The NFL experience as a wide receiver varies significantly from player to player. Some have the talent, drive, and fortune to reach stardom racking up 1,000 plus yards and double-digit touchdowns, while the majority struggle to maintain a steady job year after year.

But 30-year-old Dez Bryant has encompassed the Hannah Montana mantra – getting the best of both worlds.It feels like it was just yesterday that the Dallas Cowboys, in a crossroads, opted to ink Bryant to a 5 year/$70 million contract in a move that forced the ‘Boys to part ways with Pro Bowl RB Demarco Murray.

“There was never a doubt in my mind that we wanted a long-term deal with Dez,” said Cowboys owner Jerry Jones in 2015, three years before Bryant was ultimately dropped by Dallas to save the team $8.5 million in salary cap space. The move was equally beneficial to their young QB Dak Prescott by saving him the headache of listening to the diva for another season.

In his last couple years in Dallas, Bryant pulled out his superstar status demanding that he needed to get the damn ball. His frustrations on the sideline became FOX, CBS, NBC, and ESPN’s main attraction in their broadcasts. But, in the end, his cries to get more targets only resulted in an increase in inaccurate passes from Prescott and dropped passes from Bryant.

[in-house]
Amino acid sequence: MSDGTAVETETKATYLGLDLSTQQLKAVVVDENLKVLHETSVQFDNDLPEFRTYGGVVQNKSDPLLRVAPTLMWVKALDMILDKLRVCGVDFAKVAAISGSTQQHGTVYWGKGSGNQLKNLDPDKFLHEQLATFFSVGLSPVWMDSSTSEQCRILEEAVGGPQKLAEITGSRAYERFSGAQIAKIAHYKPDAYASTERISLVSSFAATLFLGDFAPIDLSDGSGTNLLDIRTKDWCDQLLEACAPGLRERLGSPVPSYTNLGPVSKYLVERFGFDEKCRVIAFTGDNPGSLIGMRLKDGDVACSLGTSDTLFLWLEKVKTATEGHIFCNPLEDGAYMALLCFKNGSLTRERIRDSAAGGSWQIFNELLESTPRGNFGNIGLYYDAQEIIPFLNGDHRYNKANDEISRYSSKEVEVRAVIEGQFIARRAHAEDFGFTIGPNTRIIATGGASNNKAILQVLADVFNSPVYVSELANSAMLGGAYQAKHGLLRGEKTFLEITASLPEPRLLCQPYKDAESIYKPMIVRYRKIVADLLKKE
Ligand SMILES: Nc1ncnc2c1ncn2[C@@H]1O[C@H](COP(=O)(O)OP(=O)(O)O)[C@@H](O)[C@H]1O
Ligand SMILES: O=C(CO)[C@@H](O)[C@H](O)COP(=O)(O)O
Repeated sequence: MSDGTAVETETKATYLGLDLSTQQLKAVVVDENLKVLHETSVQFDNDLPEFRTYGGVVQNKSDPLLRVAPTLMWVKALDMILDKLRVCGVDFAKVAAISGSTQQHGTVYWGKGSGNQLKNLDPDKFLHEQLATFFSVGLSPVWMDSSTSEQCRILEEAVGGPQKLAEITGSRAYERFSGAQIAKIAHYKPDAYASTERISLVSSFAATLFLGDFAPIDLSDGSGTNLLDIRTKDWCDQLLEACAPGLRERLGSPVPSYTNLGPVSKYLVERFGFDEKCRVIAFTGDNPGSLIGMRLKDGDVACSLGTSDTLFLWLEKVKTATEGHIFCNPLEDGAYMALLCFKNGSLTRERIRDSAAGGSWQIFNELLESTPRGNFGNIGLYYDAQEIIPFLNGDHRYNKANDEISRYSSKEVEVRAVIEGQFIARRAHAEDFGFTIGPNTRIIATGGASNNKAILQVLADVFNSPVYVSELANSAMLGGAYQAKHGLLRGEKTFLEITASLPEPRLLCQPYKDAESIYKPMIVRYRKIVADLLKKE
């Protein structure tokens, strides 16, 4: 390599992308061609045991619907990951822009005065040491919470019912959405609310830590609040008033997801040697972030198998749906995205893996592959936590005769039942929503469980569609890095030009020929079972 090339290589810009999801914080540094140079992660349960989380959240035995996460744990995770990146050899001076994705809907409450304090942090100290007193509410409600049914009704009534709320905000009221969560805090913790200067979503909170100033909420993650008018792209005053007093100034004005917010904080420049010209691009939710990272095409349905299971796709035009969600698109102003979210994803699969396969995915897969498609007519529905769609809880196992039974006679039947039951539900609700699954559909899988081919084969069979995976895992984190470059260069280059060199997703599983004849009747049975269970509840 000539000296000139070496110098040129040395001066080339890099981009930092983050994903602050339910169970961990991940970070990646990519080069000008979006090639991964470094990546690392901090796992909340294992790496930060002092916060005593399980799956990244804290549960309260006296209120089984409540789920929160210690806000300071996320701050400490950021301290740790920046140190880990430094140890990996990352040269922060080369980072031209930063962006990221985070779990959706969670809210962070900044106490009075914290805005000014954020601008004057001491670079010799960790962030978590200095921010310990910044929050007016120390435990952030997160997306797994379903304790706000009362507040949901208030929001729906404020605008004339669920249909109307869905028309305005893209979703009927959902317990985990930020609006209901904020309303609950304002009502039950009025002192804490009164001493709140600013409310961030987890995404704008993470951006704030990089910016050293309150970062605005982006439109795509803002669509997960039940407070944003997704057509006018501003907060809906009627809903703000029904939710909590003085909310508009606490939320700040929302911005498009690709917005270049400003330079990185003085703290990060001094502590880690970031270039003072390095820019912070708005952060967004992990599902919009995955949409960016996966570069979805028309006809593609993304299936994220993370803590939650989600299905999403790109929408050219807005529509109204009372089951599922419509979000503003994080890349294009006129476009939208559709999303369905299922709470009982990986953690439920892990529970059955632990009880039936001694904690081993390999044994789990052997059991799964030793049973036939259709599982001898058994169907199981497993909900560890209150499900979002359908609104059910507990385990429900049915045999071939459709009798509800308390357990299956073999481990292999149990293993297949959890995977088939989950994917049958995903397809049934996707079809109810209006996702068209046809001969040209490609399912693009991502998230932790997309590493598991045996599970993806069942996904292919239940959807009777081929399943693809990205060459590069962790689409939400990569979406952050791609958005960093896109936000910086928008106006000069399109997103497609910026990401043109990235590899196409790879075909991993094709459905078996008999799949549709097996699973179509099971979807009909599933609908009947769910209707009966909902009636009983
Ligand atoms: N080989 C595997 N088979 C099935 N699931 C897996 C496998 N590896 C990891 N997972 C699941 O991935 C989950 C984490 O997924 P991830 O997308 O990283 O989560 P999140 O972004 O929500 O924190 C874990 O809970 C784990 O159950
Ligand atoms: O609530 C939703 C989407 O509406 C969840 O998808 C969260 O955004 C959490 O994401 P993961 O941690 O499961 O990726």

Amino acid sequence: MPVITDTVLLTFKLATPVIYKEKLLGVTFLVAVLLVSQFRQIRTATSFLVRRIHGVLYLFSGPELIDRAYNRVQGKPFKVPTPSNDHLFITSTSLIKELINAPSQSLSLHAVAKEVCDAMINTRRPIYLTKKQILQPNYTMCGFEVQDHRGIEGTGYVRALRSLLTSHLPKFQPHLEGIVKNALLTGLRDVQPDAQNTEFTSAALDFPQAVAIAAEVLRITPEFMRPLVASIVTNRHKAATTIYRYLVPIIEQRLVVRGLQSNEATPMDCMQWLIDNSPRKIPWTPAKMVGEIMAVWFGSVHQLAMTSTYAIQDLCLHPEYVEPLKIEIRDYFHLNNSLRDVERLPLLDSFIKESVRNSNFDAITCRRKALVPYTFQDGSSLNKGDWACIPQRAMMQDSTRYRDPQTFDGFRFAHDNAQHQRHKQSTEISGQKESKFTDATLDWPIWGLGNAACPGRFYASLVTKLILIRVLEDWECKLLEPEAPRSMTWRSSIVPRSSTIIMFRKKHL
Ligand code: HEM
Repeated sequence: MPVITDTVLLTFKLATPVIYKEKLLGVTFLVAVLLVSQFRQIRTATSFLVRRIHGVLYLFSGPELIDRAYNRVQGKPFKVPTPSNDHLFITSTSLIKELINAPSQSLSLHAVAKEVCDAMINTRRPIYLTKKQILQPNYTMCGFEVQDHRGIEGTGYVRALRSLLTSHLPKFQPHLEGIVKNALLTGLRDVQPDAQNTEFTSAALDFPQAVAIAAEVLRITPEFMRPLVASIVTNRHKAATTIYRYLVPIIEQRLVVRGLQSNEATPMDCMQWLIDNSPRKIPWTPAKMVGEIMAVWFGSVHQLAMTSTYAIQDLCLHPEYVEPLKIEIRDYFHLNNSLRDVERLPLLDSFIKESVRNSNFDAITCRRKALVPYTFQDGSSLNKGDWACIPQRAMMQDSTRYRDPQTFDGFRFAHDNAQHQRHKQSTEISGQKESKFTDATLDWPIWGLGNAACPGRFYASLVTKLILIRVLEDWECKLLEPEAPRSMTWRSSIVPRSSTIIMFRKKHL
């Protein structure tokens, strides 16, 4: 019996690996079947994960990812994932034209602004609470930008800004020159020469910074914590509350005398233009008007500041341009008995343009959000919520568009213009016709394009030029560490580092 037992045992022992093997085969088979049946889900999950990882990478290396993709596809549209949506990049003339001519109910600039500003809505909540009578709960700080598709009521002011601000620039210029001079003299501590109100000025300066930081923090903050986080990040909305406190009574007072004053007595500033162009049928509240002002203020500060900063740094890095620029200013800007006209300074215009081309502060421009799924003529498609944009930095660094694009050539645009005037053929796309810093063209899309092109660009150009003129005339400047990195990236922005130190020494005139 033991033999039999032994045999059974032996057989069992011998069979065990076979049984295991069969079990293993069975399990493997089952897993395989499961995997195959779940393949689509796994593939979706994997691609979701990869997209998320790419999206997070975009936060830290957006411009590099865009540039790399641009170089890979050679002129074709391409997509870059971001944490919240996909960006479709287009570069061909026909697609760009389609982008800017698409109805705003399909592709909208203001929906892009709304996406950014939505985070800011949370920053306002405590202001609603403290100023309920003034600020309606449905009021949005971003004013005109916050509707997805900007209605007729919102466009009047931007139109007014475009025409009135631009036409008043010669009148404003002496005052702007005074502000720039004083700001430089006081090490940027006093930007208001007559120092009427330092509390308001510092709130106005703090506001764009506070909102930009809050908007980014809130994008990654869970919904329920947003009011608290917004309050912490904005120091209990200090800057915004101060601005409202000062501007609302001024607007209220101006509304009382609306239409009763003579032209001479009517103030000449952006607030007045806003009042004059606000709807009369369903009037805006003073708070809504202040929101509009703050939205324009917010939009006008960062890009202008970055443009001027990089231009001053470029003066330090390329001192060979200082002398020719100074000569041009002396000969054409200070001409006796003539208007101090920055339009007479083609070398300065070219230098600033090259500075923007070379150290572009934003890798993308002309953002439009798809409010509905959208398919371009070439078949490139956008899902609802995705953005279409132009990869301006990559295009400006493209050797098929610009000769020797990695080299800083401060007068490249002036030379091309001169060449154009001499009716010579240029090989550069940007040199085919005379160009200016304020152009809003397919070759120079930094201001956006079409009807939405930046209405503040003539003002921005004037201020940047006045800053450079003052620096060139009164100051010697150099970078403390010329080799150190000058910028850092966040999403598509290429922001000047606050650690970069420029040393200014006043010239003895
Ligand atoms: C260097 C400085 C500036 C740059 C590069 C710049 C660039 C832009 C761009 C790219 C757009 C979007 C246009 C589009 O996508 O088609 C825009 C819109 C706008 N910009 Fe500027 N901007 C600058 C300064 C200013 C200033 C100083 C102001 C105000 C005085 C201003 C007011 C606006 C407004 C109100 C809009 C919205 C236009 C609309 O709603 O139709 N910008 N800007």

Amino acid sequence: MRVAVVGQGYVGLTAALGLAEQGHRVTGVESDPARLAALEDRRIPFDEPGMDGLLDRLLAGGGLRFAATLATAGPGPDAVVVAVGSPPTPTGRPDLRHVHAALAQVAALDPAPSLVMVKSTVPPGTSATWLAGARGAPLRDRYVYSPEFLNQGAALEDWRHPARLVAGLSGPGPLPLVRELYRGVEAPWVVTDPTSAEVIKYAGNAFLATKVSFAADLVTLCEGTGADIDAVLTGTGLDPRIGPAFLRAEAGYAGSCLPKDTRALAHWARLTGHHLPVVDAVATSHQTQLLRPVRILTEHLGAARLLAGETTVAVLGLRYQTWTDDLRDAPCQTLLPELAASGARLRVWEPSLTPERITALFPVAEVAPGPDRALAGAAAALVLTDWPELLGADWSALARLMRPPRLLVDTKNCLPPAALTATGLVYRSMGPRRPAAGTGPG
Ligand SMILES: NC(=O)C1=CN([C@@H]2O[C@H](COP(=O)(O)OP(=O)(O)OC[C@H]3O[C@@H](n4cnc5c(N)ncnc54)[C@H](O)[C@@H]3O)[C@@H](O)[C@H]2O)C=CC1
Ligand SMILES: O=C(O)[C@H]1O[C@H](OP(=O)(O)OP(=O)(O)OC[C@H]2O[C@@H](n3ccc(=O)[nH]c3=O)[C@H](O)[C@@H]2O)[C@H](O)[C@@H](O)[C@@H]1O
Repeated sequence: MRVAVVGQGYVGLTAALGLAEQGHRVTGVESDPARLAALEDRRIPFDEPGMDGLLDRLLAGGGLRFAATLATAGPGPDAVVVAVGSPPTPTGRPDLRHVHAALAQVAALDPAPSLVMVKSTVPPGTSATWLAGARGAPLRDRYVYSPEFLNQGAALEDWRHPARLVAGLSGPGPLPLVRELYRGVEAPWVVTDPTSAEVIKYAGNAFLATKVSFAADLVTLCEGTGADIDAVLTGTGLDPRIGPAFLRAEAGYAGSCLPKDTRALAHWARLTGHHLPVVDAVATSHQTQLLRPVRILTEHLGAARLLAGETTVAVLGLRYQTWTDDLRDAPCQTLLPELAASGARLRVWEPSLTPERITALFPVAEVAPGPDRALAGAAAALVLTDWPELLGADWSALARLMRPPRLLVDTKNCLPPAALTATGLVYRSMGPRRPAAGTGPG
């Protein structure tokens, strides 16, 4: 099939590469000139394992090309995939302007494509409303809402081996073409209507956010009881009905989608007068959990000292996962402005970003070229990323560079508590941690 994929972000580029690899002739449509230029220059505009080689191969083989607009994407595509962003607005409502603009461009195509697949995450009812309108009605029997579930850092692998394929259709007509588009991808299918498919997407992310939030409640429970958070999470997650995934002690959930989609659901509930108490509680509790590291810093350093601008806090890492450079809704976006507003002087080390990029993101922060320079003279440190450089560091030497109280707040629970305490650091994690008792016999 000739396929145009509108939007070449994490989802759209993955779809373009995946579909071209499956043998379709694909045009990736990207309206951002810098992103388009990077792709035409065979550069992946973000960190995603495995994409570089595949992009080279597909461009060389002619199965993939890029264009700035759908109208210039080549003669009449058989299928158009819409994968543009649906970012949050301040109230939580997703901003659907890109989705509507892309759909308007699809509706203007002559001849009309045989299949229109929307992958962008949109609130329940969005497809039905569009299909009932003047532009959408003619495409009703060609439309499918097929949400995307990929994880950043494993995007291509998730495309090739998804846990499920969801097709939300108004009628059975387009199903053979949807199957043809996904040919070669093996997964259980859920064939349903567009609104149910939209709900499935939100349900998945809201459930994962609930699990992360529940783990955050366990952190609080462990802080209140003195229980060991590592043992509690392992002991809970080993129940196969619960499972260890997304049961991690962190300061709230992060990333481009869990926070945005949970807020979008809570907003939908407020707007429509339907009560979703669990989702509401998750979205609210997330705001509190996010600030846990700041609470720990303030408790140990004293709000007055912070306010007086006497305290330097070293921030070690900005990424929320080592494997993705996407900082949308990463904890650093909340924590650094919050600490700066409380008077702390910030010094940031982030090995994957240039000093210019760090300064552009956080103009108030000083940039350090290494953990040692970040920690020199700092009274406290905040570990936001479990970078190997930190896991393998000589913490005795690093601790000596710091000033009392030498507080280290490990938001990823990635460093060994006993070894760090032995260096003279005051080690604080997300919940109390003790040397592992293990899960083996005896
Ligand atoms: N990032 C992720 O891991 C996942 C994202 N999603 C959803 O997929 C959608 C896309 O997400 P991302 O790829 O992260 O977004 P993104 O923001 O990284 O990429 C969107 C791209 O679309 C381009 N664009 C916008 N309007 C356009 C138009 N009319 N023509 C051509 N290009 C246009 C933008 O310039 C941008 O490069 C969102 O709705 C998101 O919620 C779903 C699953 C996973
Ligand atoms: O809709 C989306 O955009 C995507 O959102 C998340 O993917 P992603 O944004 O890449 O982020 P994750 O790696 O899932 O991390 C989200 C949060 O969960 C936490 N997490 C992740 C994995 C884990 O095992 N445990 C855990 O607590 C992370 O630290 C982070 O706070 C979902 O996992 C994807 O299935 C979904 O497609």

Surprisingly, after his 2018 release Bryant was not immediately picked up by any team, partly due to his one-track mind of signing with a contender. Well, his prayers went unanswered in May, then June, then July, and sure enough, Dez Bryant, the once X-throwing, superstar, was entering the season as a free agent. Whether Bryant’s immense talent was worth his demanding personality was put to question, and NFL general managers everywhere answered with a hard “No.”

It wasn’t until November that the 7-1 New Orleans Saints put his past outbursts aside to sign him to their championship worthy roster. And in the most anti-climactic fashion, Bryant tore his Achilles tendon two days after signing, not once suiting up in black and gold.

So where does this leave the recovering, ill-tempered, and talented receiver? In the same exact spot as he was this time last season, except now injury concerns can only make it more difficult for him to find a new home. There really are just two circumstances in which Bryant finds himself on an NFL roster this upcoming season.

The first scenario derives from desperation. An injury-ridden wide-out corps would be reasonable grounds to sign the veteran. But only a team with serious aspirations to make a run this season would pull the trigger on such a signing. The same goes for a team who appears to have all the pieces, but needs serious help at receiver. The other scenario is exactly what happened last season: a likely playoff team adds Bryant as ammunition late in the season.

So, which teams fit these credentials? The New England Patriots would be an interesting fit if they suddenly feel insecure at the receiver spot. It could potentially be the Seattle Seahawks, who are still weak at that position despite drafting DK Medcalf. The Baltimore Ravens and San Francisco 49ers are teams looking to rise next season, both of whom are lacking at receiver. But regardless as to where he ends up, if he finds himself a team, it is clear that Bryant’s behavior and attitude has and will continue to hinder his attractiveness as a free agent.

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